Thursday, February 22, 2018 by Zoey Sky
A cavernous angioma is a congenital disorder identified by “a complex, tangled web of arteries and veins” with a short circuit and high pressure caused by arterial blood flowing rapidly in the veins. It is also called a cerebral cavernous venous malformation, arteriovenous malformation (AVM), cavernous haemangioma, or cavernoma.
A cavernous angioma may occur in the brain, brain stem, or spinal cord. Bleeding cavernous angiomas can cause serious neurological problems and even death. However, other patients with cavernous angiomas do not experience any health problems.
Known side effects of a cavernous angioma
In at least 50 percent of individuals with cavernous angiomas, the first symptoms include a stroke caused by bleeding in the brain.
Symptoms of a cavernous angioma that is bleeding include:
- Ear noise/buzzing or pulsatile tinnitus
- Headache in one or more parts of the head similar to a migraine
- Problems walking
Symptoms of pressure on one area of the brain include:
- Muscle weakness in an area of the body or face
- Numbness in an area of the body
- Vision problems
Body systems harmed by a cavernous angioma
Complications of a cavernous angioma include:
- Bleeding in the brain/hemorrhage — The rupturing and bleeding of delicate blood vessels in the brain may occur as a cavernous angioma, and this can put great pressure on vessel walls. This might make the vessel walls thinner and weaker over time,”making them more likely to spontaneously bleed.”
- Brain damage — If a patient has a “relatively symptom-free” cavernous angioma, it can grow bigger as they age. If it gets big enough, it might even displace or compress parts of the brain. This can prevent the flow of the protective fluid that usually surrounds the brain, and it can cause fluid build-up that increases pressure within the skull. This can cause hydrocephalus in young children.
- Reduced oxygen to brain tissue — Cavernous angiomas can make blood bypass capillaries, or the network of smaller blood vessels. These small vessels are a significant part of the vascular system because they innervate organs and tissue and supply them with the oxygen and nutrients that they need. If the brain doesn’t receive enough oxygen, its tissue may weaken or die. This can cause ischemic damage, which can result in stroke-like symptoms.
- Thin or weak blood vessels — This may be due to the increased pressure caused by a cavernous angioma. Thin or weak blood vessels can make the blood vessel bulge and develop into an aneurysm, which can rupture.
Food items or nutrients that may prevent a cavernous angioma
These foods or nutrients can help prevent a cavernous angioma:
- Avocados — Avocados are rich in monounsaturated fat, which aids the flow of healthy blood in the brain.
- Blueberries — This fruit is rich in antioxidants. Blueberries help protect the brain from oxidative stress and can reduce the effects of age-related conditions like Alzheimer’s disease or dementia.
- Eggs — Egg yolks are full of choline, a nutrient similar to vitamin B. The brain uses choline to make acetylcholine, a neurotransmitter that can help maintain memory and communication in the brain cells.
- Kale and other cruciferous vegetables — Cruciferous vegetables have antioxidants that can help protect the brain from toxic free radicals.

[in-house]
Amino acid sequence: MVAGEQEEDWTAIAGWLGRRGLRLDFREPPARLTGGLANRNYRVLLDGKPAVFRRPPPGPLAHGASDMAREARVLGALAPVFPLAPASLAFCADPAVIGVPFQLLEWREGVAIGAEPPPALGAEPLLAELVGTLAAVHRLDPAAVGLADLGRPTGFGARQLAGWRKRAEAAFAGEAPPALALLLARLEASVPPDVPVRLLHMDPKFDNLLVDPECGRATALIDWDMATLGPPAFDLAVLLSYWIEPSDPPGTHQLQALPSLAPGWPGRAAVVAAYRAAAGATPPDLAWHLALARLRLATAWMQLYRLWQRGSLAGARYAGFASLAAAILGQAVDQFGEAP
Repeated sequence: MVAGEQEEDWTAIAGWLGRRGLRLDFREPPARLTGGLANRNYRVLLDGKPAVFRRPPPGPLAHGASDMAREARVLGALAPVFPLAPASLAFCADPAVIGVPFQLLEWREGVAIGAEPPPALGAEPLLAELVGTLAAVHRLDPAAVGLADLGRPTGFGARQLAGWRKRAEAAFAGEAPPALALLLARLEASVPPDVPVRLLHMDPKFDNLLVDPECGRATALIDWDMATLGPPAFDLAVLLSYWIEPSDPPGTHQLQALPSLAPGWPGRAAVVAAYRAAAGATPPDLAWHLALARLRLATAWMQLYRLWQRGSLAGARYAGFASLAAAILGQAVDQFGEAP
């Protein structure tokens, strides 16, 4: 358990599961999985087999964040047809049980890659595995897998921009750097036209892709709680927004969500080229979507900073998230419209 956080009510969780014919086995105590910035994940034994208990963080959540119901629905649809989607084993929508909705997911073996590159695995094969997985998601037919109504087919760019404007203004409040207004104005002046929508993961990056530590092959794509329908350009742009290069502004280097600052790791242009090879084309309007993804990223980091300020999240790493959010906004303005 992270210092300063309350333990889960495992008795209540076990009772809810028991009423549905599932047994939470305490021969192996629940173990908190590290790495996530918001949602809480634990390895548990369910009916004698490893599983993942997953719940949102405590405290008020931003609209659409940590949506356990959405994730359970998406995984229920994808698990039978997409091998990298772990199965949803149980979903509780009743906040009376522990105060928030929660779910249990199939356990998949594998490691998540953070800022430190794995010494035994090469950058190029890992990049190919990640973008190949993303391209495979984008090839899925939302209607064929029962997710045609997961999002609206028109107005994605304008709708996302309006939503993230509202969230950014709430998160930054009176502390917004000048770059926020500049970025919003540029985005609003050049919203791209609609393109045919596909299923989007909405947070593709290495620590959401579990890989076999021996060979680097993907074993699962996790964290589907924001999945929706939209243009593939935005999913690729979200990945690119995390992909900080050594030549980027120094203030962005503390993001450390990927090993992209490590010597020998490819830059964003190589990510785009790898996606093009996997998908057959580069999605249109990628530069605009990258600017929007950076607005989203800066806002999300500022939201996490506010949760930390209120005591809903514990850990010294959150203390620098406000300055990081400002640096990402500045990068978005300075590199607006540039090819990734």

Treatments, management plans for a cavernous angioma
Treatment and management options for a cavernous angioma includes:
- Embolization — Embolization refers to when a type of glue is inserted into a cavernous angioma via a catheter (a very thin tube). This blocks blood flow into the cavernous angioma, which can help limit blood loss during surgery and slow blood flow to reduce the chance of bleeding if open surgery is not performed immediately afterward.
- Radiosurgery — During radiation treatment, beams of highly energized photons or light particles will be aimed at a cavernous angioma via a Gamma Knife. This will gradually make a cavernous angioma shrink and scar. It will close down abnormal blood vessels so that blood no longer flows through them. This will reduce the risk of bleeding, and it might also make it easier to treat a cavernous angioma with open surgical techniques.
- Surgery — Surgical resection can help remove the tangled blood vessels. The surgeon will oversee a procedure called a craniotomy to reach the brain, and a small opening will be created in the skull. Once the surgeon has access to the cavernous angioma, the abnormal arteries and veins are removed. This redirects blood flow to normal vessels, preventing the cavernous angioma from leaking or bursting.
Where to learn more
A cavernous angioma is a congenital disorder characterized by “a complex, tangled web of arteries and veins” with a short circuit and high pressure caused by arterial blood flowing rapidly in the veins.
Symptoms of a cavernous angioma that is bleeding include confusion, ear noise/buzzing or pulsatile tinnitus, and seizures. Symptoms of pressure on one area of the brain include dizziness, numbness in an area of the body, and vision problems.
Complications of a cavernous angioma include hemorrhage, brain damage, reduced oxygen to brain tissue, and thin or weak blood vessels.
These foods or nutrients can help prevent a cavernous angioma: avocados, blueberries, eggs, and cruciferous vegetables.
Treatment and management options for a cavernous angioma includes embolization, radiosurgery, and surgery.